In an effort to ease overcrowding and draw back students who have fled to private schools, Pasadena's public school district is moving forward with a plan to open four campuses over the next several years.
Supt. Percy Clark recently won school board approval for his proposal to open a middle school in affluent Sierra Madre this fall and three other campuses in more densely populated northwest Pasadena over the next three years.
His plan brought some criticism from the African American community that the schedule favored the mainly white Sierra Madre area over the poorer and primarily minority neighborhoods in northwest Pasadena.
Clark denies any favoritism.
"When you look at the whole package, it benefits kids in our entire district, regardless of geography, socioeconomics or ethnicity," said Clark, who came to the Pasadena Unified School District more than two years ago with a mission to raise test scores and lure thousands of private school students back to the district, which includes Altadena and Sierra Madre.
These changes will have families "wanting to come to this district," he said.
In addition, the Pasadena school board has decided to institute all-day preschool throughout the district and offer sixth grade at elementary schools that for years have had just kindergarten through fifth grade.
Some parents have said they want to keep their children in the more-sheltered elementary school environment longer.
Under Clark, the district has abolished its program of busing for integration. The busing started in the 1970s, and many parents considered it outdated.
Clark instituted an open enrollment program, allowing parents to apply to have their children attend any school. Last year, the district opened an arts magnet, which attracted several hundred former private school families.
The most recent plan, approved by the board last month, has been welcomed by most community members, who say it will provide more choices to parents and students.
The Sierra Madre project is first in line because it can be accomplished most easily, officials said. It will house as many as 300 students in a district-owned building that has been leased to a private school. Getting the campus ready is expected to cost about $300,000.
But critics say the proposal unwisely ignores the district's declining enrollment and the state budget crisis. And some activists contend that the plan caters to the affluent and puts the needs of the district's poor and minority children second.
Northwest Pasadena's planned campus for 362 students in kindergarten through eighth grade is to open in 2006 at a district-owned building now housing students from another school that is under renovation.
The district is searching for land in northwest Pasadena to build two primary centers for a total of 600 students in kindergarten through second grade. The district has not yet determined costs for the three projects.
"We've been promised a new school in the northwest for years," said Maurice Morse, a former teacher.
She said the money being spent to open the Sierra Madre school could be used to build or find space for a northwest school immediately.
Joe Hopkins, publisher of the Pasadena Journal, an African American newspaper, wrote in an editorial last week that, although a new school in Sierra Madre "may be great for the white parents for their kids in Sierra Madre, what about the black and brown kids in the northwest?"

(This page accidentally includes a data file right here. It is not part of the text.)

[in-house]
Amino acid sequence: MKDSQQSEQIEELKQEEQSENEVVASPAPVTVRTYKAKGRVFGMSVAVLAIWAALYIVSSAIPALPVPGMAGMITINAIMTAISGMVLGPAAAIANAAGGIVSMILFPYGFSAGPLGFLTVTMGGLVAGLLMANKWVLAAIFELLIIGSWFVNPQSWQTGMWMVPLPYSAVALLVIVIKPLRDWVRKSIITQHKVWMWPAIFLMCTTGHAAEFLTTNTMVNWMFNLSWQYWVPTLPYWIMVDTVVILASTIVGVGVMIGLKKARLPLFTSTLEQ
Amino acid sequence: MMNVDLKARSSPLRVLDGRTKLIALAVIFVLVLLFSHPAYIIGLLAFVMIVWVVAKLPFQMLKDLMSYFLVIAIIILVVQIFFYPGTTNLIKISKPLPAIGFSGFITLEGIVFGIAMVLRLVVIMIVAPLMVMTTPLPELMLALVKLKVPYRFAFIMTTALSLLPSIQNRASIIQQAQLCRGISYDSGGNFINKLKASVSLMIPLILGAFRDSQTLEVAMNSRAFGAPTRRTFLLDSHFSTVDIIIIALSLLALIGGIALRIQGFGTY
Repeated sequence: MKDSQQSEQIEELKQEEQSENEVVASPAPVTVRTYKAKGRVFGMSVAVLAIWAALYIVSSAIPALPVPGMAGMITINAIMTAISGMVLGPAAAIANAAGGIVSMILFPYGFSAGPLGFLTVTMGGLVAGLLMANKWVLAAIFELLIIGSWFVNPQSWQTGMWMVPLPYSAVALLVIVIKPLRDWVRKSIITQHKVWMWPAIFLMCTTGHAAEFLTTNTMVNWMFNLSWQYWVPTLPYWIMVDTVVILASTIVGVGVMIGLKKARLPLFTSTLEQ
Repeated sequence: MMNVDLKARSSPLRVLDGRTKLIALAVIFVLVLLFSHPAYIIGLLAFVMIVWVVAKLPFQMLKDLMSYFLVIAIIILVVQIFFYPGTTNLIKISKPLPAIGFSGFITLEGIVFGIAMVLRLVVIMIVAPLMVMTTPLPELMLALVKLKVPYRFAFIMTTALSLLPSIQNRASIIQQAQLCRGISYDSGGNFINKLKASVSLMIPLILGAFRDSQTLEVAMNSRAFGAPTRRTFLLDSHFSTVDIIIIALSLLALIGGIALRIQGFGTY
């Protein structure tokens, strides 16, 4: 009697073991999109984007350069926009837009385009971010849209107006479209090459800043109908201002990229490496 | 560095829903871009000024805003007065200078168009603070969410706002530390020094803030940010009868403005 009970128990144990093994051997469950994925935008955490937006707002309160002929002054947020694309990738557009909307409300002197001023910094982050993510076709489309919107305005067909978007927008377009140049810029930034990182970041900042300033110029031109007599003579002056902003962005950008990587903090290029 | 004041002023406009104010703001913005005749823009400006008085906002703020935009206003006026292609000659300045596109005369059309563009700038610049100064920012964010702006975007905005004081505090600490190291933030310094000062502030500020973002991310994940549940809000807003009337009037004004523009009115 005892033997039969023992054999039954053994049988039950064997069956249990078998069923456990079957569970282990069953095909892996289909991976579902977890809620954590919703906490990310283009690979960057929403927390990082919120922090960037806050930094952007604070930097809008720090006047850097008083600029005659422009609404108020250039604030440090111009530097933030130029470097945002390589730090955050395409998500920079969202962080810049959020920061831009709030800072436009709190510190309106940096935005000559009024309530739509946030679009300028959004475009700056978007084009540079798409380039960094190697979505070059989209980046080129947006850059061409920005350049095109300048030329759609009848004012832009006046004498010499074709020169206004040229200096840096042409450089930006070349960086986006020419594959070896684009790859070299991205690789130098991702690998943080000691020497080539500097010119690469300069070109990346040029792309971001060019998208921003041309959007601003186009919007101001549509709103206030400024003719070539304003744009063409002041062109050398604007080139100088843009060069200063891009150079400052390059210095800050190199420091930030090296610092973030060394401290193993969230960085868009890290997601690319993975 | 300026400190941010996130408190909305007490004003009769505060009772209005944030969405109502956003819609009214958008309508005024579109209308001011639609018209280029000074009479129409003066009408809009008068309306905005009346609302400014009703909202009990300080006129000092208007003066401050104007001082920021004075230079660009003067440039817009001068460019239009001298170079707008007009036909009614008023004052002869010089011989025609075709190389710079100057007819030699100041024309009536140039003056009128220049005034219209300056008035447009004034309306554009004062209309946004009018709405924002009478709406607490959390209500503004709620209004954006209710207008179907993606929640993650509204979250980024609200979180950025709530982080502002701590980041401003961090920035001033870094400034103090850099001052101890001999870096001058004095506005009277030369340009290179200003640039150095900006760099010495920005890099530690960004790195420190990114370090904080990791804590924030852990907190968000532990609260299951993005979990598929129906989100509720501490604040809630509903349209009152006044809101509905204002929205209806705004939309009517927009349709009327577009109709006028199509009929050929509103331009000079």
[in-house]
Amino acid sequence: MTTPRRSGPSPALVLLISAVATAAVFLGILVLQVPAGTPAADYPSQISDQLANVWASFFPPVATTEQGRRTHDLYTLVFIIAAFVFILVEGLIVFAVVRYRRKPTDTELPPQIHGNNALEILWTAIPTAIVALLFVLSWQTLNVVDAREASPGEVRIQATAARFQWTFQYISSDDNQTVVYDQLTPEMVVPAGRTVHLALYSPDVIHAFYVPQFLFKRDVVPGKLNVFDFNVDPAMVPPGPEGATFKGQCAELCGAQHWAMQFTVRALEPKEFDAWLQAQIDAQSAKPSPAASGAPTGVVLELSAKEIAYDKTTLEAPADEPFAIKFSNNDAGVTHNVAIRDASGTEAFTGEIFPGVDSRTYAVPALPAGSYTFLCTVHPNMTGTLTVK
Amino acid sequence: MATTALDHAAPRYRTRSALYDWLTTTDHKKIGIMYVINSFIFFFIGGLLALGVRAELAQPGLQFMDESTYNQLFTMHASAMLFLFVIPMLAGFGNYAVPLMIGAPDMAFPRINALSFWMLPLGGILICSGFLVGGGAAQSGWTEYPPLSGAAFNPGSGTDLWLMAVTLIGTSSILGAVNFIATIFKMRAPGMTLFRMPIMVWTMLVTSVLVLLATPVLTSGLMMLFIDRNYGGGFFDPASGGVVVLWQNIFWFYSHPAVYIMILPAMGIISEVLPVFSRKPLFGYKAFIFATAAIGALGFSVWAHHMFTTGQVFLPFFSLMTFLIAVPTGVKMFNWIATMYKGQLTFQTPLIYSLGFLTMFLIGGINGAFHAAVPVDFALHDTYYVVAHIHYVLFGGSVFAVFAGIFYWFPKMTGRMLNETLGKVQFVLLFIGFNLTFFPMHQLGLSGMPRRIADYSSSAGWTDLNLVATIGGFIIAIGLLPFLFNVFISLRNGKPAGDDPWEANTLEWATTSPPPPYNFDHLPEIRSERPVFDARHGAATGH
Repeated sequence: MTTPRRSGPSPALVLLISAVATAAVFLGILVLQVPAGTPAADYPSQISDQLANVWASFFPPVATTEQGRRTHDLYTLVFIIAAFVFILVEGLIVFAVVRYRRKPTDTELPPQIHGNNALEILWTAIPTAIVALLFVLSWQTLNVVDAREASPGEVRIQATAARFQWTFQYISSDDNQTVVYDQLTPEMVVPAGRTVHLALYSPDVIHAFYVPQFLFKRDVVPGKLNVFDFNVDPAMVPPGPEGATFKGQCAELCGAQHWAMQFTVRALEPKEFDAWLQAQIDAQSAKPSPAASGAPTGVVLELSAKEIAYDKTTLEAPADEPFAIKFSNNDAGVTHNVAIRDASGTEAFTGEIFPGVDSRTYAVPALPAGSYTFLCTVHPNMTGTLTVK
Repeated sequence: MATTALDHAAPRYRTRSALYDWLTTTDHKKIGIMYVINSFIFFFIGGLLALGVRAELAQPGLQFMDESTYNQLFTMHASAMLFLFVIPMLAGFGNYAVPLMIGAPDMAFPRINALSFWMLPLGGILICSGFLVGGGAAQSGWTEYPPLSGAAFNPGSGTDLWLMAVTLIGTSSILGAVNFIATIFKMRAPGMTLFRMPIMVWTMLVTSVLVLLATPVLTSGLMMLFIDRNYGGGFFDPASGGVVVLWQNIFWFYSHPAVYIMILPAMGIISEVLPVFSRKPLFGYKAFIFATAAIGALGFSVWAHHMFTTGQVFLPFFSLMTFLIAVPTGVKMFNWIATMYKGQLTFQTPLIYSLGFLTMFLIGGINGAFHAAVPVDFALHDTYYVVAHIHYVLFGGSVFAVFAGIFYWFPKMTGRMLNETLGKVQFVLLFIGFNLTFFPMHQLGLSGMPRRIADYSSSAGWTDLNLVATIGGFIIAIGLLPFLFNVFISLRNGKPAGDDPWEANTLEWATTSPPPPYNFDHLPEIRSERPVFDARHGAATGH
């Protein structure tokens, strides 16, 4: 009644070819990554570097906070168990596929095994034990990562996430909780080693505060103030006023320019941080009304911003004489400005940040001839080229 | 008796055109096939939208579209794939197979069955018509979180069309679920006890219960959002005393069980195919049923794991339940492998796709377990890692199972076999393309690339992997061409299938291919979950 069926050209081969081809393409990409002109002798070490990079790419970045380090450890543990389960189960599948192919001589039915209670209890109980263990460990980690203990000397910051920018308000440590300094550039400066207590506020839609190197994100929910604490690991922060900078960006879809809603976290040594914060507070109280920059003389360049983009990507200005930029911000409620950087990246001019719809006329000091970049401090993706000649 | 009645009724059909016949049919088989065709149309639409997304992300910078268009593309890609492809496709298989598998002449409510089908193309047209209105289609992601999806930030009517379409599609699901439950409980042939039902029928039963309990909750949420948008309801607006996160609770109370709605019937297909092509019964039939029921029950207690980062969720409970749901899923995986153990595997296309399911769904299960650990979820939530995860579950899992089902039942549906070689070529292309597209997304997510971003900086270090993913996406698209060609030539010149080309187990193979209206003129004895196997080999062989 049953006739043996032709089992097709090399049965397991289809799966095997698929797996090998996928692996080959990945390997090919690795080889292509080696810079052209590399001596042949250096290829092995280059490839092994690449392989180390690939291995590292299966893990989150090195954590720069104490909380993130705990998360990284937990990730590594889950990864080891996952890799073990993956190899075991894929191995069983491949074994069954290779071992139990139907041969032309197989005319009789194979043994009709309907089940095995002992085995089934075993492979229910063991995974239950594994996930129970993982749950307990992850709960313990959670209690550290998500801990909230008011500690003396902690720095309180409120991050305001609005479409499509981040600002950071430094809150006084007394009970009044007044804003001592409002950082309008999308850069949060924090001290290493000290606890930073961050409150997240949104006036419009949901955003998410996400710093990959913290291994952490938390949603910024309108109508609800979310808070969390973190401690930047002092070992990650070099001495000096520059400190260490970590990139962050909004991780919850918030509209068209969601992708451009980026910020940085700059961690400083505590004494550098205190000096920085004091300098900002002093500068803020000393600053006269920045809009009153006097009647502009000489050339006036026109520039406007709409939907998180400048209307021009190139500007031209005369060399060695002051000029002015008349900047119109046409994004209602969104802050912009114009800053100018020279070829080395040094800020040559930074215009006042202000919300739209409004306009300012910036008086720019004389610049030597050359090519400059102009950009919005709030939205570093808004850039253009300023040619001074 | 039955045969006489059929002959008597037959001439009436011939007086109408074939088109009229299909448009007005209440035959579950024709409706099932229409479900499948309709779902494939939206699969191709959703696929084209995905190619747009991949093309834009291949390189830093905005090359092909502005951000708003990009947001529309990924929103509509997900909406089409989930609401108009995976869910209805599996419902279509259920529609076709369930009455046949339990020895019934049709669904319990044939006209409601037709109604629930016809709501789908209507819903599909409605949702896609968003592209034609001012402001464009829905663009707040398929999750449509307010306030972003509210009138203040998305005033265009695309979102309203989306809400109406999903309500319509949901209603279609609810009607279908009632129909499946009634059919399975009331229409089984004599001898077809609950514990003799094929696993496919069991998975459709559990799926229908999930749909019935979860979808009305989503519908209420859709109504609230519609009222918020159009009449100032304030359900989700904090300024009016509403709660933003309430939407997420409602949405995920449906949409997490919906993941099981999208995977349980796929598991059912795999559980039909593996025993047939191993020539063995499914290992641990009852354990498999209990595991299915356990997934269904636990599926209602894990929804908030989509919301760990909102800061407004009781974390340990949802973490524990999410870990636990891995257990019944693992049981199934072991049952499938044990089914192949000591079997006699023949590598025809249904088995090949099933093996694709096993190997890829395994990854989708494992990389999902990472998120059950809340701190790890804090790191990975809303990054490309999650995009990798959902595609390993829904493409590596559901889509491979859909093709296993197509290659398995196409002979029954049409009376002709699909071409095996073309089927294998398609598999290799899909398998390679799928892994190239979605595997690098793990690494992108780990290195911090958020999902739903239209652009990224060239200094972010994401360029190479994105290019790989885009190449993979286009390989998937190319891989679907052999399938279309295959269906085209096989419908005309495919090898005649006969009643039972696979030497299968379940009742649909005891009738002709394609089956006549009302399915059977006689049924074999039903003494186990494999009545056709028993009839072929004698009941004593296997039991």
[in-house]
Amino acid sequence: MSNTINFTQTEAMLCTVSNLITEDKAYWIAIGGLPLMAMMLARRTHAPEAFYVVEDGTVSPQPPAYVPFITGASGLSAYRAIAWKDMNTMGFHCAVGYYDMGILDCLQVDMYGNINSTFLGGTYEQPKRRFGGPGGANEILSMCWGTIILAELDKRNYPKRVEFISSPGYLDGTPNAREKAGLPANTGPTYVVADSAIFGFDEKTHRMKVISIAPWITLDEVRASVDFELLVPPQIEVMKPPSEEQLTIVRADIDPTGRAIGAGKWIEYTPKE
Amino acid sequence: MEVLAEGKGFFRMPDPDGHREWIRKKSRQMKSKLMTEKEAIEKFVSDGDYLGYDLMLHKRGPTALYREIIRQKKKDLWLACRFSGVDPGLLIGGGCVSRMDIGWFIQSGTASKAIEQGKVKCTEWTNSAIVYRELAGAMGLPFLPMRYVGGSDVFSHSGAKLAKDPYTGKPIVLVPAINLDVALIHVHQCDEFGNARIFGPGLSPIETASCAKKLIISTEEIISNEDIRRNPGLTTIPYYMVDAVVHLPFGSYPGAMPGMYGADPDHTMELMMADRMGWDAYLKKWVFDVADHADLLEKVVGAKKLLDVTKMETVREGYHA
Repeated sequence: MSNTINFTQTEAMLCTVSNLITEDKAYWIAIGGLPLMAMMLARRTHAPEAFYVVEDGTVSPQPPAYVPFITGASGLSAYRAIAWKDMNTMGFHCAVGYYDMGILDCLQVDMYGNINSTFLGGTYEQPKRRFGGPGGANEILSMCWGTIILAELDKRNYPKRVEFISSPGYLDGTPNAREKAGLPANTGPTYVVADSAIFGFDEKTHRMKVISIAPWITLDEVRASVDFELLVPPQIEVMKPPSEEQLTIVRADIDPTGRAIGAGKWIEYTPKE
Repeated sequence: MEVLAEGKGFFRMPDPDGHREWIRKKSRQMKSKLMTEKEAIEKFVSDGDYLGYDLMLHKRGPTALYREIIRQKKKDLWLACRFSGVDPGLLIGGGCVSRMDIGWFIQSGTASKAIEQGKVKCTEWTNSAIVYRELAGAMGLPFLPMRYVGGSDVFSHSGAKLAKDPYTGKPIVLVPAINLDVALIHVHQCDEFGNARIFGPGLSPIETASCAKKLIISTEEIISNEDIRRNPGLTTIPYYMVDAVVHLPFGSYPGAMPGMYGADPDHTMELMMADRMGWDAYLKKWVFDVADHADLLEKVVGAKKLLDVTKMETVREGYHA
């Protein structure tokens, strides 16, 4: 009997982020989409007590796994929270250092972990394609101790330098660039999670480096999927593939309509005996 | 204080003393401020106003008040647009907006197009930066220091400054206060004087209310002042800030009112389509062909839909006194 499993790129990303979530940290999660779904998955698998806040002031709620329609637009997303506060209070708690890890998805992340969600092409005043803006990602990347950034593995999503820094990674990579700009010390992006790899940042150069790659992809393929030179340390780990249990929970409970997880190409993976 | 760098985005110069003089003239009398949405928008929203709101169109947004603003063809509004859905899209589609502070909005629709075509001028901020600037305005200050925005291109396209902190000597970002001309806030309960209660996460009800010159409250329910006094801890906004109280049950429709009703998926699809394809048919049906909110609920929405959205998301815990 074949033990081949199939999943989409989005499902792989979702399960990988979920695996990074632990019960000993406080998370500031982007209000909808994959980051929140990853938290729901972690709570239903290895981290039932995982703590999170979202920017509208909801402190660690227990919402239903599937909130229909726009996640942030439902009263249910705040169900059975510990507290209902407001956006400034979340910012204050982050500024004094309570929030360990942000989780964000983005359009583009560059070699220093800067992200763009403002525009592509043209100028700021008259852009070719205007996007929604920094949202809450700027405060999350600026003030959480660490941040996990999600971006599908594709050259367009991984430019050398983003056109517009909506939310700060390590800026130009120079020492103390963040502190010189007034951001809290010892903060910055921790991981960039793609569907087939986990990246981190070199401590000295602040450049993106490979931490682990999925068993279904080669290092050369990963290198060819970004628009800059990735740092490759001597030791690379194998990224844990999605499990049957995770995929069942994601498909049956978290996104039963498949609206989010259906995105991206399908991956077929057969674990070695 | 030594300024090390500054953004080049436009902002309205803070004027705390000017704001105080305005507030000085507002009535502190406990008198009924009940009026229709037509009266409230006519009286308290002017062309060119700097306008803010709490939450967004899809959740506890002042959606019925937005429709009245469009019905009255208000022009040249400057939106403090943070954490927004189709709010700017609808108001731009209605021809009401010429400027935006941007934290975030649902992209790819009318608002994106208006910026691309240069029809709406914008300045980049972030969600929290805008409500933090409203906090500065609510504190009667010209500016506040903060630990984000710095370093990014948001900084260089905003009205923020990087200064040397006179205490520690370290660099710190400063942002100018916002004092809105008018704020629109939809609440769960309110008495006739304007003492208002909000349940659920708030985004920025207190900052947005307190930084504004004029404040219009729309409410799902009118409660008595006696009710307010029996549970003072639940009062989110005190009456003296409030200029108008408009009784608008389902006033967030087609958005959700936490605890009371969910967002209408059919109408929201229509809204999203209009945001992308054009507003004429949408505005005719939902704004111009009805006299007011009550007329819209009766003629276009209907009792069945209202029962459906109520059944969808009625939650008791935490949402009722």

He wrote that, despite the district's recent promises for the northwest, he believed that Pasadena Unified would "keep giving lip service to building or opening a new school" there.
District officials, however, say the Sierra Madre school's student body is expected to be highly diverse, with an enrollment about 60% Latino, African American and Asian. (Districtwide, Latino students compose about 52% of enrollment; blacks, 29%; whites, 15%. The remainder are Asian American and others.)
Peter Soelter, one of two school board members -- out of seven -- who voted against opening the Sierra Madre school before the other campuses are ready, said he believed that the district was "financially in very uncertain times."
Enrollment has dropped from 22,426 last year to 21,850 this year, meaning less state funding. Soelter said he wanted to move forward with all school sites simultaneously to "provide options that are more comprehensive than piecemeal."
Supt. Clark acknowledged that northwest Pasadena families had been promised a new school in 1997, when voters approved a $240-million construction bond issue.
He said that finding land for new schools there had been a challenge but that last month's actions would push the effort forward.
Bill Bibbiani, a board member who voted for the entire plan, said: "I'm as frustrated as anybody over the lack of progress in the northwest, but it's more difficult to find land and find a site. What we have repeatedly faced there is 'not in my backyard.' "
Jaime Gonzalez, parent of a student at northwest Pasadena's Madison Elementary School, said that he was not upset about timelines or the Sierra Madre school, but that he was looking forward to easing campus crowding in northwest Pasadena.
Hundreds of students from that area are bused to other neighborhoods' schools, and that would change if more space were available locally, he said.
Sierra Madre parent Katina Dunn, said Clark's efforts to improve Pasadena schools persuaded her to keep her 11-year-old son, Jack, in public schools.
She said she appreciates the diversity in race and class in Pasadena's public schools. Dunn, a former journalist, and her husband, an actor, previously paid about $8,000 a year to send their son to a private school.
But with all of the changes in Pasadena Unified, they moved him to a district school two years ago. Next year, they may enroll him in the new Sierra Madre school or Wilson Middle School.
"That's the thing," Dunn said. "Now you have school options and choice. You can shop around."